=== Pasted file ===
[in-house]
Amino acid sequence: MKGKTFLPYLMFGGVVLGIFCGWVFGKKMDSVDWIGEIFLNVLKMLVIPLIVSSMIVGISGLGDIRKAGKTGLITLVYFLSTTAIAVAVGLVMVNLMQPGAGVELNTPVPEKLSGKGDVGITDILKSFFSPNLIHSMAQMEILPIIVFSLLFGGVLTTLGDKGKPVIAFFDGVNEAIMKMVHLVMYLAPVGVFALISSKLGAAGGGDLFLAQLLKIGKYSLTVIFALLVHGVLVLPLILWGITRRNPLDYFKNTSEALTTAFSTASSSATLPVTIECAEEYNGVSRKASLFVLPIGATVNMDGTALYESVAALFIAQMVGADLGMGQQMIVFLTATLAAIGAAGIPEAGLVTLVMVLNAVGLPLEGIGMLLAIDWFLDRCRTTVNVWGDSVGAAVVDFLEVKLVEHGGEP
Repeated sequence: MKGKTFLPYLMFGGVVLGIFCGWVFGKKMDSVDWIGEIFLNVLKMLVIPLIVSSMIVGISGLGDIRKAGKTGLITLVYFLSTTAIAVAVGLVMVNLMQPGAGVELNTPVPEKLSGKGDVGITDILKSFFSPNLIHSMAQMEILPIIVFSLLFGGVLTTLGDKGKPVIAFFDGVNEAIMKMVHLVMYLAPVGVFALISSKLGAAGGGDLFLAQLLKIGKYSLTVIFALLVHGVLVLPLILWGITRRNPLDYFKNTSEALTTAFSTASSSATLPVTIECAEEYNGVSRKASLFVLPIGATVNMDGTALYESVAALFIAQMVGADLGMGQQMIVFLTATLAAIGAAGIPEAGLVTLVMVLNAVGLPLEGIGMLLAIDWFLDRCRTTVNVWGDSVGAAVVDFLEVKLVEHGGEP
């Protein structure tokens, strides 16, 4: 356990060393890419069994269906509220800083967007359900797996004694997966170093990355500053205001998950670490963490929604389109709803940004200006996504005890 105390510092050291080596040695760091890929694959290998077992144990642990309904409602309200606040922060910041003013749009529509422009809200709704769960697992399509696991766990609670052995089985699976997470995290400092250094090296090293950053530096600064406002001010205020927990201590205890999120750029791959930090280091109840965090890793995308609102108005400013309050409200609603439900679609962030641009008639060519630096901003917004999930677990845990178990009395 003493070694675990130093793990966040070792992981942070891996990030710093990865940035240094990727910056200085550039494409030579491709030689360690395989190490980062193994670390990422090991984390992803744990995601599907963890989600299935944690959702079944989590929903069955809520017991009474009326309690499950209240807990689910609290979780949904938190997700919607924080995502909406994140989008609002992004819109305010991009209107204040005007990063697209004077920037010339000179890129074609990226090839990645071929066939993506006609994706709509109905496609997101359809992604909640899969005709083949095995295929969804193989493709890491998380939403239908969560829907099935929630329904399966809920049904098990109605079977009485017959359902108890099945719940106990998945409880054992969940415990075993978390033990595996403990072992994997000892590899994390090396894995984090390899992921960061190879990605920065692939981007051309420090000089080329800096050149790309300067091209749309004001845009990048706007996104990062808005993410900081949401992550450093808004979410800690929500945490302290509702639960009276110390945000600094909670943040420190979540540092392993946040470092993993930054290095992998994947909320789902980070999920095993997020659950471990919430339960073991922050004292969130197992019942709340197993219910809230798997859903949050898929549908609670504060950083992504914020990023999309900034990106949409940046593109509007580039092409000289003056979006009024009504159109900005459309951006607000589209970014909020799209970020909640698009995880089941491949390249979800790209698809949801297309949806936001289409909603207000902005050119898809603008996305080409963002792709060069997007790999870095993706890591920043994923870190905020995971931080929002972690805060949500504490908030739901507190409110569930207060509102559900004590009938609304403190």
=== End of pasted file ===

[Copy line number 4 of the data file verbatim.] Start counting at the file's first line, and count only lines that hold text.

């Protein structure tokens, strides 16, 4: 356990060393890419069994269906509220800083967007359900797996004694997966170093990355500053205001998950670490963490929604389109709803940004200006996504005890 105390510092050291080596040695760091890929694959290998077992144990642990309904409602309200606040922060910041003013749009529509422009809200709704769960697992399509696991766990609670052995089985699976997470995290400092250094090296090293950053530096600064406002001010205020927990201590205890999120750029791959930090280091109840965090890793995308609102108005400013309050409200609603439900679609962030641009008639060519630096901003917004999930677990845990178990009395 003493070694675990130093793990966040070792992981942070891996990030710093990865940035240094990727910056200085550039494409030579491709030689360690395989190490980062193994670390990422090991984390992803744990995601599907963890989600299935944690959702079944989590929903069955809520017991009474009326309690499950209240807990689910609290979780949904938190997700919607924080995502909406994140989008609002992004819109305010991009209107204040005007990063697209004077920037010339000179890129074609990226090839990645071929066939993506006609994706709509109905496609997101359809992604909640899969005709083949095995295929969804193989493709890491998380939403239908969560829907099935929630329904399966809920049904098990109605079977009485017959359902108890099945719940106990998945409880054992969940415990075993978390033990595996403990072992994997000892590899994390090396894995984090390899992921960061190879990605920065692939981007051309420090000089080329800096050149790309300067091209749309004001845009990048706007996104990062808005993410900081949401992550450093808004979410800690929500945490302290509702639960009276110390945000600094909670943040420190979540540092392993946040470092993993930054290095992998994947909320789902980070999920095993997020659950471990919430339960073991922050004292969130197992019942709340197993219910809230798997859903949050898929549908609670504060950083992504914020990023999309900034990106949409940046593109509007580039092409000289003056979006009024009504159109900005459309951006607000589209970014909020799209970020909640698009995880089941491949390249979800790209698809949801297309949806936001289409909603207000902005050119898809603008996305080409963002792709060069997007790999870095993706890591920043994923870190905020995971931080929002972690805060949500504490908030739901507190409110569930207060509102559900004590009938609304403190």